Universeum, the biggest science center in Scandinavia features seven floors of fun! Go to the rain forest and see frogs, cockroaches and an anaconda swamp, or maybe have a look at the section with venomous snakes. There's an aquarium with sharks and rays. In the technology department you can find a crime lab, walk in space and try your weather reporting skills. This is just the tip of the iceberg, as you can easily put aside a whole day for exploring this place. If you find yourself hungry there is a cafe on the ground floor.
The Skansen Krona fortress was built in 1641. The fortress' main purpose was to scare off the Danes, and it was also known as Juteskrämman (the Dane Scare). It was completed in 1695. Skansen Krona is built on a hill and therefore commands a grand view of the central parts of Gothenburg. The tower ornament is in the shape of a crown, hence the name (krona means crown). Today, the fort houses a military museum and is also used as a venue space for parties and weddings.
After visiting Röhsska Museet or the Design Museum, the famous place of design and handcrafts, you might feel inspired to invest in some Swedish design. Inside the museum is a shop where you will find the most famous Swedish and Scandinavian designers' works. The shop has both classic objects and the absolute latest in Swedish design. They also host various exhibitions and lectures to provide visitors with insight into art and design.
Opened in 2004, the Museum of World Culture is the latest addition to the city's cultural circuit. The beautiful museum even has the honor of receiving the Kasper Sahlin Price Award for architecture. The various temporary exhibitions tell the tale of the amazing cultures of the world. Perfect for children as well as adults, visitors have the opportunity to make a trip around the world all while in the confines of a beautiful space.
Maritima is the considered to be one of the largest ship museums, but it is not as overwhelming as you might expect. It is, nonetheless, very interesting, and the most lively museum in Gothenburg. The museum holds 14 boats, among them a destroyer, a submarine, a towboat, and a lighthouse ship. You can board them all; the submarine is particularly exciting with its narrow passages and small cabins. Check the website to know more.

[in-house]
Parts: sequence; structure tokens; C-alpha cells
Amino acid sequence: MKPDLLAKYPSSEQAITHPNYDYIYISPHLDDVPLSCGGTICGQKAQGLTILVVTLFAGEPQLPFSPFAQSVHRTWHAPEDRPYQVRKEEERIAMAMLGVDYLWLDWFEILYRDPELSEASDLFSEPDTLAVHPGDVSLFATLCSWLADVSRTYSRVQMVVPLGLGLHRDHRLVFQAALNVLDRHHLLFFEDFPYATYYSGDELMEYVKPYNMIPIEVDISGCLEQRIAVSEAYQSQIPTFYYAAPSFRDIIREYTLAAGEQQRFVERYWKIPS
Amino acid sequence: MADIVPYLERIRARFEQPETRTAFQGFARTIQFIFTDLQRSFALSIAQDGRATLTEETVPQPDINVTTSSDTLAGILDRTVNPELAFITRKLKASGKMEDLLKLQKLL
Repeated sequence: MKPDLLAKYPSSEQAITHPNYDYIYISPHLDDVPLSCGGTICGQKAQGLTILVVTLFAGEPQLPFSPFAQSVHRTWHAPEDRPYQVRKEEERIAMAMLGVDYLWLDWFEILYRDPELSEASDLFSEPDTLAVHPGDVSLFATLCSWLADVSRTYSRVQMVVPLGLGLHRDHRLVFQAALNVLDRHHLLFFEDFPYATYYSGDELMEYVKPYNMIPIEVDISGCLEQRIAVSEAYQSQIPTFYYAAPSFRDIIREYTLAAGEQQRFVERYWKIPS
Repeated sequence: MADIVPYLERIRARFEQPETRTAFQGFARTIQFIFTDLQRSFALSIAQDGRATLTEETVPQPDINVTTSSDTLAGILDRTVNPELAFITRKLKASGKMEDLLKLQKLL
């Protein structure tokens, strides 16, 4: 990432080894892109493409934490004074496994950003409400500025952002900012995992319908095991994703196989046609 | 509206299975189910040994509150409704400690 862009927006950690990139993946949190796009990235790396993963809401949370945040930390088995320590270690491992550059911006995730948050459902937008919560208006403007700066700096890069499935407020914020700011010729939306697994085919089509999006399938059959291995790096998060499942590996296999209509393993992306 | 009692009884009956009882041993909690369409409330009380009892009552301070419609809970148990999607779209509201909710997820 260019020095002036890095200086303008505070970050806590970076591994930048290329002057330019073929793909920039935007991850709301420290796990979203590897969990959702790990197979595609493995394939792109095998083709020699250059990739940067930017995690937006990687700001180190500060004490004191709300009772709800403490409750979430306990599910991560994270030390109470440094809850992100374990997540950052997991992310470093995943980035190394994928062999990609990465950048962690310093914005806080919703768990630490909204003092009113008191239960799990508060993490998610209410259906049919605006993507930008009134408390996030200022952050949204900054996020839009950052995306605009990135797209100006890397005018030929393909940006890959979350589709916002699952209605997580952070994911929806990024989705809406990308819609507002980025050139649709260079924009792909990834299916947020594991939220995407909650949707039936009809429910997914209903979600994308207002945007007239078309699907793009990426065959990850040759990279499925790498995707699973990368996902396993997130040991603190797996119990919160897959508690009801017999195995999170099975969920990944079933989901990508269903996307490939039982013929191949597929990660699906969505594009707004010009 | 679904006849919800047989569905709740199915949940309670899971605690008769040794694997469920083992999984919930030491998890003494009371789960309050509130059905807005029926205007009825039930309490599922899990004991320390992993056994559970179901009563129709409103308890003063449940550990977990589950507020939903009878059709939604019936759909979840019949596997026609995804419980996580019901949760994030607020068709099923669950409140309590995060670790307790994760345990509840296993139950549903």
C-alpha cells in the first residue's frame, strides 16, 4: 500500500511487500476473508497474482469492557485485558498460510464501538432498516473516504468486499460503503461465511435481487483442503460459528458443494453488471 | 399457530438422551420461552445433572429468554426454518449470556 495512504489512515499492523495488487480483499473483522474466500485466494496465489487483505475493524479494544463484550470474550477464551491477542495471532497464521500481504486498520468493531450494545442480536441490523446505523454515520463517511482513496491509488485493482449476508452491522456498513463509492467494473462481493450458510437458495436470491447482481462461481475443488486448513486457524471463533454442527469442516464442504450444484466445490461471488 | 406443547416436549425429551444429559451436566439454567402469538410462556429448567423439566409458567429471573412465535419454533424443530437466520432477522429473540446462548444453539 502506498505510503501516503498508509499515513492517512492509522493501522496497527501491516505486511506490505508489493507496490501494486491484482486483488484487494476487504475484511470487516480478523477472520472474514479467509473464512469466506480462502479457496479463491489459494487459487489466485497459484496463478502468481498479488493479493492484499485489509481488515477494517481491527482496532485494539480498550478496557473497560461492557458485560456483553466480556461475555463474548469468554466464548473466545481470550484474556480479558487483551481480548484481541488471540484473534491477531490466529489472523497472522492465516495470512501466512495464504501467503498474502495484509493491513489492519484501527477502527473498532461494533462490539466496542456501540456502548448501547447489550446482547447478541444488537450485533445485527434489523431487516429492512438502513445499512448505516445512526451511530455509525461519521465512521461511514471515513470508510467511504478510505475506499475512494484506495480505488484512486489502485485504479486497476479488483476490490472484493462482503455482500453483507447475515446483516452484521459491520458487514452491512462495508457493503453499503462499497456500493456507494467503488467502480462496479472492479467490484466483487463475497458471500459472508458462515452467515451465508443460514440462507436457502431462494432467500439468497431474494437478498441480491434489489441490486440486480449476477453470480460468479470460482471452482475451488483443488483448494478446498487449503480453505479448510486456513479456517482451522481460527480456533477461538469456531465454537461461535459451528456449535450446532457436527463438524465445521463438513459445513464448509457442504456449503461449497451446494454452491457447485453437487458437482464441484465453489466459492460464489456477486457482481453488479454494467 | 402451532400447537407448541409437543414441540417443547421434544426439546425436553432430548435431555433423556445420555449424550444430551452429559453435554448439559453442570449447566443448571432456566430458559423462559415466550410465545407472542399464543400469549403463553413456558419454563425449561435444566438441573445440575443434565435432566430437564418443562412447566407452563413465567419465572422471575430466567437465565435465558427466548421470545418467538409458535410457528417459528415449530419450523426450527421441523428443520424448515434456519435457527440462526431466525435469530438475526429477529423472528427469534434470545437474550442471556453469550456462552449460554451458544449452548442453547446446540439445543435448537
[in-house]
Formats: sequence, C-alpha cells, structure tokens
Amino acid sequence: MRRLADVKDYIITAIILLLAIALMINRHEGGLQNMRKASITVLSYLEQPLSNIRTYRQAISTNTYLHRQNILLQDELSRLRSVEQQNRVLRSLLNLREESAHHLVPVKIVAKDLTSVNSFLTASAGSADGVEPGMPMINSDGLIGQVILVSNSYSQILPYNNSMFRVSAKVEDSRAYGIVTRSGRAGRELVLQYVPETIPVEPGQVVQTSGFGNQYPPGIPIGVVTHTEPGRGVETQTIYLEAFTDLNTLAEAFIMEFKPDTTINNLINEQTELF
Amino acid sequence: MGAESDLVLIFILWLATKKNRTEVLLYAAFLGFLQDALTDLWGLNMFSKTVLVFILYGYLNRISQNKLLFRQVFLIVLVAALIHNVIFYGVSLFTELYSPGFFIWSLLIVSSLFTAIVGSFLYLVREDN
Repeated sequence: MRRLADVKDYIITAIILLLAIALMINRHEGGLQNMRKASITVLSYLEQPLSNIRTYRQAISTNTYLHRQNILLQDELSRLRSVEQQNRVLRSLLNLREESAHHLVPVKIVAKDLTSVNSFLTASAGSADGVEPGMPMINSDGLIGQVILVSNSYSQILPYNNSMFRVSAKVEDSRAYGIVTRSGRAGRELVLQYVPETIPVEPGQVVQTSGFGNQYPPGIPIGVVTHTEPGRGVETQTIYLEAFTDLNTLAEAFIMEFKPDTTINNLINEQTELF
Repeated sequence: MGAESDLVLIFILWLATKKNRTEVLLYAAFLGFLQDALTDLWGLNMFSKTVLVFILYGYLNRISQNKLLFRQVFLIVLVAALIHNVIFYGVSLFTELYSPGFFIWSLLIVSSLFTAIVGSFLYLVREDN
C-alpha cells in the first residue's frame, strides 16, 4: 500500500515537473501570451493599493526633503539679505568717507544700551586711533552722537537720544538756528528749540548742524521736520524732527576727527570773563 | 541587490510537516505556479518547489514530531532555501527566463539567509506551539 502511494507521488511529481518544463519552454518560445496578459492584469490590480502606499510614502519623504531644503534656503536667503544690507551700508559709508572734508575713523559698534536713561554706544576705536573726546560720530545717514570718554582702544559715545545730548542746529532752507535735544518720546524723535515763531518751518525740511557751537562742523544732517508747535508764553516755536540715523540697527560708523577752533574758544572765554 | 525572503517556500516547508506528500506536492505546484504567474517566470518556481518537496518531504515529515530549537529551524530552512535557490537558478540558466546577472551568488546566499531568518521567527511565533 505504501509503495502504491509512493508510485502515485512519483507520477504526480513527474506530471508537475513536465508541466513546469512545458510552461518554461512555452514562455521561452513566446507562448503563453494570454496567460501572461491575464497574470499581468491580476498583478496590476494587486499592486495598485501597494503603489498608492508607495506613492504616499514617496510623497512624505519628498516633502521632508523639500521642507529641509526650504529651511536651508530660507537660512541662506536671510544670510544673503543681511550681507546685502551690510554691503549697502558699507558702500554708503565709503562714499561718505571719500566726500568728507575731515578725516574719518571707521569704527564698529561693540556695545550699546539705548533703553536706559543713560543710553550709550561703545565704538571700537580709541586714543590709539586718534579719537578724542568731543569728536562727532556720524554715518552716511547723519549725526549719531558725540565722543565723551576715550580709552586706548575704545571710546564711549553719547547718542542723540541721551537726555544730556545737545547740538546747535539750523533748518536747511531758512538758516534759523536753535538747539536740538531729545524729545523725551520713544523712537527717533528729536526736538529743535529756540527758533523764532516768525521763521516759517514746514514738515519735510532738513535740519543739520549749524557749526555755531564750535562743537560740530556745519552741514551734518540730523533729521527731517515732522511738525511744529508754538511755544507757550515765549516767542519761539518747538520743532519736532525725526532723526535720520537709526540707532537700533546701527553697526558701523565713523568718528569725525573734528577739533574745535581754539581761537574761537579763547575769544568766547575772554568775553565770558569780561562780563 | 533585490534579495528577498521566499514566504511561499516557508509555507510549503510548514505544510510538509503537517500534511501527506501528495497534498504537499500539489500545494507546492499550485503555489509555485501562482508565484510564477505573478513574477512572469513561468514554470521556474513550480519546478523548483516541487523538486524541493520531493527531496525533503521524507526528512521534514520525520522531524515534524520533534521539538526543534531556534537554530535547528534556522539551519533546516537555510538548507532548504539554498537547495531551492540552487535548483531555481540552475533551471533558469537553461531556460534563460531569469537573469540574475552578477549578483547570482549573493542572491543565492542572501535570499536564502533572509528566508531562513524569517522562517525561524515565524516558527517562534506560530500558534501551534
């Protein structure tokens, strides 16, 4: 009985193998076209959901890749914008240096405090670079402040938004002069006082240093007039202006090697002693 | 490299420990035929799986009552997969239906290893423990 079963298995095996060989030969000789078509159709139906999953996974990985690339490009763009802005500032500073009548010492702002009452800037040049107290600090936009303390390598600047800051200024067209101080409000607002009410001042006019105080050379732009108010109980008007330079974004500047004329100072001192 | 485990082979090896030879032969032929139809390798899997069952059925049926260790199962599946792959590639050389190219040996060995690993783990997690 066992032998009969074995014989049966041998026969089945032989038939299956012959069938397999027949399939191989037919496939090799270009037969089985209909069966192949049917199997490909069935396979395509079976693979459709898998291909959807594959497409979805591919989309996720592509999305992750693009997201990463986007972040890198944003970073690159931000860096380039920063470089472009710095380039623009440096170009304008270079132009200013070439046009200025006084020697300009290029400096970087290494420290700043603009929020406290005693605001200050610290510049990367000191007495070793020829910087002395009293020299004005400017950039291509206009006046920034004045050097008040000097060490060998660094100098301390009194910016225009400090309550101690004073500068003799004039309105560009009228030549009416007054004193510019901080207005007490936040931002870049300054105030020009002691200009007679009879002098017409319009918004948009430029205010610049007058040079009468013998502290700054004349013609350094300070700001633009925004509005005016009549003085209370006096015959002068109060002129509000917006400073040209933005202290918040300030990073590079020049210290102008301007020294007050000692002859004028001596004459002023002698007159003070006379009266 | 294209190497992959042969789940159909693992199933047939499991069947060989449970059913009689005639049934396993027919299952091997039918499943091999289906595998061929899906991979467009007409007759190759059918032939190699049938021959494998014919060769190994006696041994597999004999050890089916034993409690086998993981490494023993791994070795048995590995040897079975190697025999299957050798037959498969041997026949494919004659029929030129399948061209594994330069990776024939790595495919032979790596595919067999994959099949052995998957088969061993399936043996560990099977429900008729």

The Aeromuseum of Gothenburg carefully chronicles the long history of man's pursuit of flight. The museum begins with Icarus and ending with the most advanced rockets and space crafts. Several events take place at this fun, interactive museum so be sure to check out their events calendar at their website. Guided tours and tours in English are also available.
Göterborgs Remfabrik (strap factory) is a working museum where the building and machines look exactly the same as they did at the beginning of the last century when the factory closed down. Here you can find intact warping, twisting and braiding machines as well as power looms. Some of the machines were brought to the museum from old closed down trimming shops and strip mills, and a few of these machines are still in use today. The textile products are sold in the museum shop. In autumn, the museum is also open on select Saturdays; see website for more details.
The collections at the Göteborgs Konstmuseum consists mainly of Nordic art from the 15th to 20th Centuries, including paintings by Ivar Arsosenius and Krogh. There are also works by other European artists such as Manet, Monet and Van Gogh. If you are interested in Swedish history, then the painting of King Karl XII's funeral procession is highly recommended. The museum also holds a wonderful collection of historical and artistic sculptures.
Housed in Oterdahl House, (a department of the Sahlgrenska University Hospital) the Medical History Museum's main focus is on the history of health. You will learn about how religion, culture, politics and science have influenced medical history. You will also learn about various diseases throughout the ages. The museum's collection consists of instruments, equipment, furniture and textiles from the 18th Century onwards. Its purpose is to give the visitor a better idea on how the hospitals, doctors and nurses operated during that time period as well as how medical history developed.